The following are key points for clinicians to remember regarding the trend in cardiovascular (CV) nutrition controversies:
- Evidence supports the use of a diet rich in fruits, vegetables, whole grains, and legumes. Nuts in moderation have also been associated with a lower risk of cardiovascular disease. Some healthy dietary patterns also include moderate amounts of lean meats (including poultry and fish), low-fat dairy products, liquid vegetable oils, and alcoholic beverages. However, some foods remain controversial in terms of CV health or food-related harm.
- Evidence for or against dairy products is limited by study design, potential biases from industry-sponsored trials, and the heterogeneity of the dairy products included in the studies. That being said, full-fat dairy products are a significant source of saturated fat and sodium in the American diet and therefore should be limited. Low-fat dairy products include essential vitamins and minerals as well as high-quality protein.
- Evidence demonstrates the CV risk associated with added sugars, including atherogenesis. Clinicians should recommend eating a whole foods diet with a low intake of processed foods, careful selection of foods with little or no added sugars in any form, and the elimination of sugary drinks.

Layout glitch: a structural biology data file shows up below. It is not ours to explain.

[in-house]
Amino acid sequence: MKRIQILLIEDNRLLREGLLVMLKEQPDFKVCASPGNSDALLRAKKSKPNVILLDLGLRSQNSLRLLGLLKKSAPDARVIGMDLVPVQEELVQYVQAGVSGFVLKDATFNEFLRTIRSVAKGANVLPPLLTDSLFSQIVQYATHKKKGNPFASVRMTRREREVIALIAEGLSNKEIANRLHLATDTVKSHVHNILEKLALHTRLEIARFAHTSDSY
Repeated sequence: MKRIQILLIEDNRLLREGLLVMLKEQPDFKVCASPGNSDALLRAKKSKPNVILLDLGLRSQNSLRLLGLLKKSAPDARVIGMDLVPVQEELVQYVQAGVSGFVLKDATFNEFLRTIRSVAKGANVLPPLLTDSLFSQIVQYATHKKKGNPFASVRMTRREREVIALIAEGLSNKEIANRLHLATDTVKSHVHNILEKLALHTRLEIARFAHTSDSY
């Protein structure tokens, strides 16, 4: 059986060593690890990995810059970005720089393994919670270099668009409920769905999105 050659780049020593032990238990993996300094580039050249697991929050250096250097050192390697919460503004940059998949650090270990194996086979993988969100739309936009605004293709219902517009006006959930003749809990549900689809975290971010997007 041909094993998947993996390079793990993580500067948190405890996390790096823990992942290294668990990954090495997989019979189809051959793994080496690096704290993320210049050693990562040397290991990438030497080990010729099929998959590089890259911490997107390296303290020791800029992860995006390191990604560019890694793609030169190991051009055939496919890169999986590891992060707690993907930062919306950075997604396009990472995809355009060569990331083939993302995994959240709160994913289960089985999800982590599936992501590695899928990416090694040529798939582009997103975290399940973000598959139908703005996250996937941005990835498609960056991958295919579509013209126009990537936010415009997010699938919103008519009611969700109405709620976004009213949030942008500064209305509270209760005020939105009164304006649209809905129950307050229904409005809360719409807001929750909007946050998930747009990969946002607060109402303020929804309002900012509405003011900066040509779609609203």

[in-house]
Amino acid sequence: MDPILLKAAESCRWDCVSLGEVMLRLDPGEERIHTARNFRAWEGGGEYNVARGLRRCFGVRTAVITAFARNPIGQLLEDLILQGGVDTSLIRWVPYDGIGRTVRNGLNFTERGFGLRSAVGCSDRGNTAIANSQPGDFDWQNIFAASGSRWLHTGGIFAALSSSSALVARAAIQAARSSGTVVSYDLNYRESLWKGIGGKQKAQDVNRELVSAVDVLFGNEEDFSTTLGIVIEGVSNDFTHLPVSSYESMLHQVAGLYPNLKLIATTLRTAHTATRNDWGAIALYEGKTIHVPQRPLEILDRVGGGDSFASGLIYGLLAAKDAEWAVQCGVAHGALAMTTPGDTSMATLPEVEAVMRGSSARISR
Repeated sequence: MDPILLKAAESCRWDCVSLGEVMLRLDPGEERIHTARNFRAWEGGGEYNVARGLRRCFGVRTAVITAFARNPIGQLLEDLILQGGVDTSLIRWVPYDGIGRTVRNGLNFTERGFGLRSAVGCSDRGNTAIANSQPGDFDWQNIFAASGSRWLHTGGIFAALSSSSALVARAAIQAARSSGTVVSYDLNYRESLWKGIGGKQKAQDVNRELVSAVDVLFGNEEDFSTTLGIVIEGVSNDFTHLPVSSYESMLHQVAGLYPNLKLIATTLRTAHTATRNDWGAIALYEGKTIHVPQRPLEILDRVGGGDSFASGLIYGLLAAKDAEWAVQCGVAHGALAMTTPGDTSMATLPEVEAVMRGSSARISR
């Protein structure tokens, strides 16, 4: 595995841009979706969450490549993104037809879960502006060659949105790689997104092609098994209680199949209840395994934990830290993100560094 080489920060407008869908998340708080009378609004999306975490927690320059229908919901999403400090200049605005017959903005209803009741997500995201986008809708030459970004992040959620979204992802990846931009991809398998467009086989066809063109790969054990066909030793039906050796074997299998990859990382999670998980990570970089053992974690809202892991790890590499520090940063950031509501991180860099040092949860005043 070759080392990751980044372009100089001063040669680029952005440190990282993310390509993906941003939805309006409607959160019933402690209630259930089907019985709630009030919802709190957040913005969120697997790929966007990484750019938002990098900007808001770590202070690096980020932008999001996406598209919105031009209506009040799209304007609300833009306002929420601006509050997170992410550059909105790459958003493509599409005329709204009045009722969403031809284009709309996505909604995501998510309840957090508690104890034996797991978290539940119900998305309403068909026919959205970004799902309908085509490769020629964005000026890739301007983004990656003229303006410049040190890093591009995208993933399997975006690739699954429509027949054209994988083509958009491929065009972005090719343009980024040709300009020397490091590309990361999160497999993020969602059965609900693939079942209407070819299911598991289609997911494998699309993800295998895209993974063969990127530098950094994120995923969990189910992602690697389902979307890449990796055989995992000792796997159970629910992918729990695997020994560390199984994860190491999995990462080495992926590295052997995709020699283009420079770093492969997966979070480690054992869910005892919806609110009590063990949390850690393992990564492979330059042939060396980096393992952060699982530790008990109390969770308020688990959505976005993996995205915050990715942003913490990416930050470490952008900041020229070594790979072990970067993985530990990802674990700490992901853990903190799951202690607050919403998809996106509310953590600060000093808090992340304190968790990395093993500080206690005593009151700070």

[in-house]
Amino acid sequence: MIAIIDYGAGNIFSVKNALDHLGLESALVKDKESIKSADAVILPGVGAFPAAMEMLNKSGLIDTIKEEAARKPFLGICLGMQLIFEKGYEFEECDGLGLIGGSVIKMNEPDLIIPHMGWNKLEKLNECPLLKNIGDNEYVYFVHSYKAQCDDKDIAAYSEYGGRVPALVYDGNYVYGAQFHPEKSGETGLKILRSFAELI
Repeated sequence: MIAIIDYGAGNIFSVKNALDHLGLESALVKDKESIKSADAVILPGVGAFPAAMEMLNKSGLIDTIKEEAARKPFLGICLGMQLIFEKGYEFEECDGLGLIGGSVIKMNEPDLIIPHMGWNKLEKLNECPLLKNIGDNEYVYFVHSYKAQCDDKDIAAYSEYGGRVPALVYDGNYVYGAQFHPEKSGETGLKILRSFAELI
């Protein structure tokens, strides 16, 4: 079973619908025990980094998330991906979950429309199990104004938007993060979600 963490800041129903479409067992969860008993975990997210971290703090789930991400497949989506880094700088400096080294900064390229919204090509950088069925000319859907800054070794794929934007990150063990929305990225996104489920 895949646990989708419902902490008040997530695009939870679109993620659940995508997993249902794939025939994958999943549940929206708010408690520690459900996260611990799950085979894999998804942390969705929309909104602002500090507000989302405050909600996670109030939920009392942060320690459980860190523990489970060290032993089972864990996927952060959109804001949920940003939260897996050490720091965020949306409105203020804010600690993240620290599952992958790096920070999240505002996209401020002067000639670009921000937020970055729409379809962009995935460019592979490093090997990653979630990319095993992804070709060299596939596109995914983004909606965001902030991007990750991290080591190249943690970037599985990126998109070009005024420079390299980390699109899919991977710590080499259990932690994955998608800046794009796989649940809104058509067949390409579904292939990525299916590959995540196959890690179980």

- Limited evidence supports the elimination of energy drinks, due to current evidence of an increased risk of arrhythmias, coronary spasms, and potential death.
- Legumes are a potential source of protein and fiber, accessible to most populations. Pulses are associated with a reduction in CV events and an improvement in blood glucose.
- Current data suggest that coffee intake is correlated with a dose-dependent protective benefit including all-cause mortality and mortality from CV disease. It is recommended to avoid coffee drinks with a high content of added sugars.
- Tea consumption is associated with arterial health and can reverse blood vessel dysfunction. As with coffee drinks, it is recommended to avoid added sugars and high-fat milk or cream. Alcohol consumption is observed to have vasodilatory, antiplatelet, and anti-inflammatory effects. These potential benefits must be balanced against the potential harm related to certain cancers, liver disease, and the risk of falls.
- Mushroom consumption has been associated with better QOL outcomes, through anti-inflammatory and antioxidant effects. However, high-quality data is lacking. High-quality data on fermented foods and seaweeds are also lacking. That said, they do suggest potential benefits in reducing the risk of CV disease outcomes and dyslipidemia.
- There are two distinct classes of omega-3 fatty acids (OM3): long-chain n-3 polyunsaturated fatty acids from marine sources and alpha-linolenic acid from plant sources. Both have CV benefits, with evidence favoring the daily incorporation of OM3 from plant or marine sources into a heart-healthy diet, as whole foods rather than supplement forms.
- Multiple large-scale studies do not support the supplemental use of vitamin B12 to prevent CVD. Only among those who are deficient in vitamin B12, supplemental use is recommended since this is an essential nutrient.
Editor’s Note: Part I of the CV nutrition controversies was published last year (J Am Coll Cardiol 2017;69:1172-87).
Extracted from: A Clinician’s Guide for Trending Cardiovascular Nutrition Controversies: Part II. J Am Coll Cardiol 2018;72:553-568 ( http://www.onlinejacc.org/content/72/5/553?_ga=2.181300388.2060141420.1534262837-2129274551.1534262837 )